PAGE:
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Peyton Hunley Robinson

Peyton Robinson’s Answers

372 total


  • Who should I contact about fraudulent denial of service by Delta Airlines.

    I booked travel on Expedia.com for my son to visit me, it was booked on Delta Airlines. The trip back was a nightmare! I secured the boarding passes for the return flight online the day before the flight. When my son went to board Delta flight DL...

    Peyton’s Answer

    When anyone buys a ticket to travel on an airline, the person enters into a contract of carriage with the carrier. Delta's can be found here --
    http://www.delta.com/content/www/en_US/legal/contract-of-carriage-dgr.html
    And the click-thru link --
    http://www.delta.com/content/dam/delta-www/pdfs/legal/contract_of_carriage_dom.pdf

    Go to page 42-43 in the PDF. Just based on your post, it sounds like Delta did what it said it was required to do in the contract. However, if your son does not think so, your son should first complain to Delta and demonstrate how it did not comply with the contract of carriage. If he fails to get an adequate response, he can talk to a lawyer to get assistance, and possibly even sue in small claims court. He would have to show that the $240 was reasonable, but that's a different issue.

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  • Can i take legal actions against my employer that recently demoted me?How can i find information to help with a formal complaint

    I was promoted at work and have held that position for two years. Without warning two months ago my position was taken away from me and given to someone else with less experience, and i took a very large pay cut as well. I was not given any warnin...

    Peyton’s Answer

    Can you take legal action? Probably yes, because you can sue just about anyone for nearly any perceived wrong. Will you win if a suit goes to trial? Not likely unless certain facts exist. Utah has very little in the way of protections for employees.
    So before you sue, you may want to review the Utah Labor Commission's website and FAQ at --
    http://laborcommission.utah.gov/FAQ/discrimination_in_employment.html

    It may answer both of your questions, and in one of the answers, it says:

    In Utah, there is a big difference between unfair treatment and unlawful treatment. In other words, your employer might be treating you unfairly, but that does not necessarily mean that they are treating you illegally or that you can bring a claim for it.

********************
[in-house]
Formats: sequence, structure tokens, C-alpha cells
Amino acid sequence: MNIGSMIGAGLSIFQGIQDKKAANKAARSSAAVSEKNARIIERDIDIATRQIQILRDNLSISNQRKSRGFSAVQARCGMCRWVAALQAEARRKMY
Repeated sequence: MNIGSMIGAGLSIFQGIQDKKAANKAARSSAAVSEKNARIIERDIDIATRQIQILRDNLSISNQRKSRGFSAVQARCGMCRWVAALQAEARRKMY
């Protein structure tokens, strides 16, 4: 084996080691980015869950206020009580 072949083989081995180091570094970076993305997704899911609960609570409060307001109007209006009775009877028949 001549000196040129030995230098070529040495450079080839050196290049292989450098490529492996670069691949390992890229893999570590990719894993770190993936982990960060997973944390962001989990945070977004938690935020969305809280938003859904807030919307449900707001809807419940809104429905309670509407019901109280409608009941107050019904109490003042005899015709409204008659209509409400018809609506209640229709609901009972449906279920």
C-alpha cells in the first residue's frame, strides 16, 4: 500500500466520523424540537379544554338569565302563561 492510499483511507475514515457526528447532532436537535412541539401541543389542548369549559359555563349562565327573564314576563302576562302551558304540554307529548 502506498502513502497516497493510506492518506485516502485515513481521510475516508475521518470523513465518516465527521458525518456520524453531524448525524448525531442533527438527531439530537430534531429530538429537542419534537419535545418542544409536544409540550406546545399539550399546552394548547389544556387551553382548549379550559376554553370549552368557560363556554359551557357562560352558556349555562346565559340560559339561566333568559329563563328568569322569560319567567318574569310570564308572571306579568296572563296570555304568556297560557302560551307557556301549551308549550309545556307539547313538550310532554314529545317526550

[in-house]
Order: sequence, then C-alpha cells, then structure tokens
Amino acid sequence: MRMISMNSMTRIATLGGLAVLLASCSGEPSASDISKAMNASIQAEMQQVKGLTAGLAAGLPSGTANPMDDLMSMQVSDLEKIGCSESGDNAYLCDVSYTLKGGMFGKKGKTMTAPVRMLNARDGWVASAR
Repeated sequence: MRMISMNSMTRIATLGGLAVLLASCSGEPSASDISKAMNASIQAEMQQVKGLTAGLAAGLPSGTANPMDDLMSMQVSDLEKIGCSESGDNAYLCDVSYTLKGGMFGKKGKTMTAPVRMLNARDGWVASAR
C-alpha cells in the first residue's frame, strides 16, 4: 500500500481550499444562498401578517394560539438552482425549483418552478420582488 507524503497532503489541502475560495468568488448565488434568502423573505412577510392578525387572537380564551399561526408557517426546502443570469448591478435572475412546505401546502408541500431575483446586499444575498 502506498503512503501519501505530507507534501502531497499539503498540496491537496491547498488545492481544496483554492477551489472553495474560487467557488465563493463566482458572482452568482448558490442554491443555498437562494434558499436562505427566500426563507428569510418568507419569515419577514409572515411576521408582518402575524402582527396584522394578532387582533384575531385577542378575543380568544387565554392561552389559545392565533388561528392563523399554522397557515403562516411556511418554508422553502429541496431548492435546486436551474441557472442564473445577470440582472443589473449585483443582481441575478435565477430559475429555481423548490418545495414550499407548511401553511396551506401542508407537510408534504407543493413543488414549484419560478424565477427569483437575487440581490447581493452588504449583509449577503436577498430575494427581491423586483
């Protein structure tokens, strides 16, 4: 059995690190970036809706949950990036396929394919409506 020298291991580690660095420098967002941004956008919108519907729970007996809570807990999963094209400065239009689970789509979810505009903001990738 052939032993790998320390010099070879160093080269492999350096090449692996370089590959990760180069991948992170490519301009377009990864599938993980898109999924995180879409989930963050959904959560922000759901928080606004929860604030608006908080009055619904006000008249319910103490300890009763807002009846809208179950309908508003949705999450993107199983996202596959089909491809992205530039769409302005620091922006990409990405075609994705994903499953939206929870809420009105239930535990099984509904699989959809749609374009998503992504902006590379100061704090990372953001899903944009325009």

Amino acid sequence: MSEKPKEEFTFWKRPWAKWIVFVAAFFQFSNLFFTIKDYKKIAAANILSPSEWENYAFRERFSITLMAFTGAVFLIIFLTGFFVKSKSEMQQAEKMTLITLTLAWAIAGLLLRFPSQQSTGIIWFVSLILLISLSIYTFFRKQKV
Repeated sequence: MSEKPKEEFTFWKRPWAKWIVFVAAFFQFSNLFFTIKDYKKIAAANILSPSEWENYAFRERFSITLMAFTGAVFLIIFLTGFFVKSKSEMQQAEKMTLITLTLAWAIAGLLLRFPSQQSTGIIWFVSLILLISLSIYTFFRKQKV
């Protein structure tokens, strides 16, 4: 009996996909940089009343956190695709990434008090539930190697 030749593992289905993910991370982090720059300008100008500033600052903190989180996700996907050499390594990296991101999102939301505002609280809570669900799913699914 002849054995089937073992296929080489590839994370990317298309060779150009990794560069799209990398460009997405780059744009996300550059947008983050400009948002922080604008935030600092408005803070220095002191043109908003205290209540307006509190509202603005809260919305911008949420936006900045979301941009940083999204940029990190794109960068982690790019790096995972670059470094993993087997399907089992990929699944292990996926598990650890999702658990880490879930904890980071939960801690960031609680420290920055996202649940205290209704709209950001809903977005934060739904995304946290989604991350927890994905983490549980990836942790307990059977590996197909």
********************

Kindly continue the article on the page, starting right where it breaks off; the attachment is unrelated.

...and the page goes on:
However, it is illegal for an employer to discriminate against you by treating you unfairly or singling you out because of your race, color, national origin, religion, gender, pregnancy, age (if over 40) or disability. The Utah Antidiscrimination & Labor Division has authority to investigate claims of employment discrimination/discriminatory termination. Please contact the Division for help in filing a claim, or to learn more about employment discrimination claims in general.

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  • What legal action can I take against an out-of-state business?

    I ordered something from an Internet company. I have ordered from them before, and never had any problems. However, this time it has been three months since I ordered, and despite several attempts to rectify the situation, the merchandise has stil...

    Peyton’s Answer

    As Attorney Malek suggests, the first thing to do is to see if you can stop or reverse payment. If you paid by credit card, start with a formal dispute of the charge. The card company will investigate, and that by itself may resolve the situation. If you paid by check or debit, then you may have a tougher time. You can file a BBB complaint, but there are plenty of companies that do not care about that. You may get an appropriate response by writing a letter demanding either the company complete the business or return your money, but the usefulness of the letter depends on the circumstances.